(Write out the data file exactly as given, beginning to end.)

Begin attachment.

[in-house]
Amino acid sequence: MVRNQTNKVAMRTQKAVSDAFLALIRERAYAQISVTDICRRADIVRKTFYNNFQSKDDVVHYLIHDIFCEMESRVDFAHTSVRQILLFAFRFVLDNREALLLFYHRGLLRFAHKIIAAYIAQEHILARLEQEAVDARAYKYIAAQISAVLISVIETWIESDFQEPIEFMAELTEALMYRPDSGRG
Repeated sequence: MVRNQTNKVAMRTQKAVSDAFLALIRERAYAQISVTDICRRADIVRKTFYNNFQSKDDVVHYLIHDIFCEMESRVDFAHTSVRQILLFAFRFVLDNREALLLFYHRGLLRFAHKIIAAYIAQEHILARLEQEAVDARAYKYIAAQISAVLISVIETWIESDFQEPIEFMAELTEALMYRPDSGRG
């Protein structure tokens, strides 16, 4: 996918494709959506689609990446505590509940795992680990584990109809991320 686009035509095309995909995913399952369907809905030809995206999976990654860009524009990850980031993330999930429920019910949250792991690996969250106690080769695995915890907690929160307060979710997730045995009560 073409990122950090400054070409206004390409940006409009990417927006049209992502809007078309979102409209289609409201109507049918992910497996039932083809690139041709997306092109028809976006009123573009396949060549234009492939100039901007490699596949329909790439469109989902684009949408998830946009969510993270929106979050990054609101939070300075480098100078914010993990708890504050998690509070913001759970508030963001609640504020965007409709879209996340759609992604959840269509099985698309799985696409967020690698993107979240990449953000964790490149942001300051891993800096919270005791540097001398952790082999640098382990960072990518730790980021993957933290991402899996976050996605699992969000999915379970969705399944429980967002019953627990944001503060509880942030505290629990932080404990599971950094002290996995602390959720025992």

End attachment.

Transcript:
[in-house]
Amino acid sequence: MVRNQTNKVAMRTQKAVSDAFLALIRERAYAQISVTDICRRADIVRKTFYNNFQSKDDVVHYLIHDIFCEMESRVDFAHTSVRQILLFAFRFVLDNREALLLFYHRGLLRFAHKIIAAYIAQEHILARLEQEAVDARAYKYIAAQISAVLISVIETWIESDFQEPIEFMAELTEALMYRPDSGRG
Repeated sequence: MVRNQTNKVAMRTQKAVSDAFLALIRERAYAQISVTDICRRADIVRKTFYNNFQSKDDVVHYLIHDIFCEMESRVDFAHTSVRQILLFAFRFVLDNREALLLFYHRGLLRFAHKIIAAYIAQEHILARLEQEAVDARAYKYIAAQISAVLISVIETWIESDFQEPIEFMAELTEALMYRPDSGRG
């Protein structure tokens, strides 16, 4: 996918494709959506689609990446505590509940795992680990584990109809991320 686009035509095309995909995913399952369907809905030809995206999976990654860009524009990850980031993330999930429920019910949250792991690996969250106690080769695995915890907690929160307060979710997730045995009560 073409990122950090400054070409206004390409940006409009990417927006049209992502809007078309979102409209289609409201109507049918992910497996039932083809690139041709997306092109028809976006009123573009396949060549234009492939100039901007490699596949329909790439469109989902684009949408998830946009969510993270929106979050990054609101939070300075480098100078914010993990708890504050998690509070913001759970508030963001609640504020965007409709879209996340759609992604959840269509099985698309799985696409967020690698993107979240990449953000964790490149942001300051891993800096919270005791540097001398952790082999640098382990960072990518730790980021993957933290991402899996976050996605699992969000999915379970969705399944429980967002019953627990944001503060509880942030505290629990932080404990599971950094002290996995602390959720025992």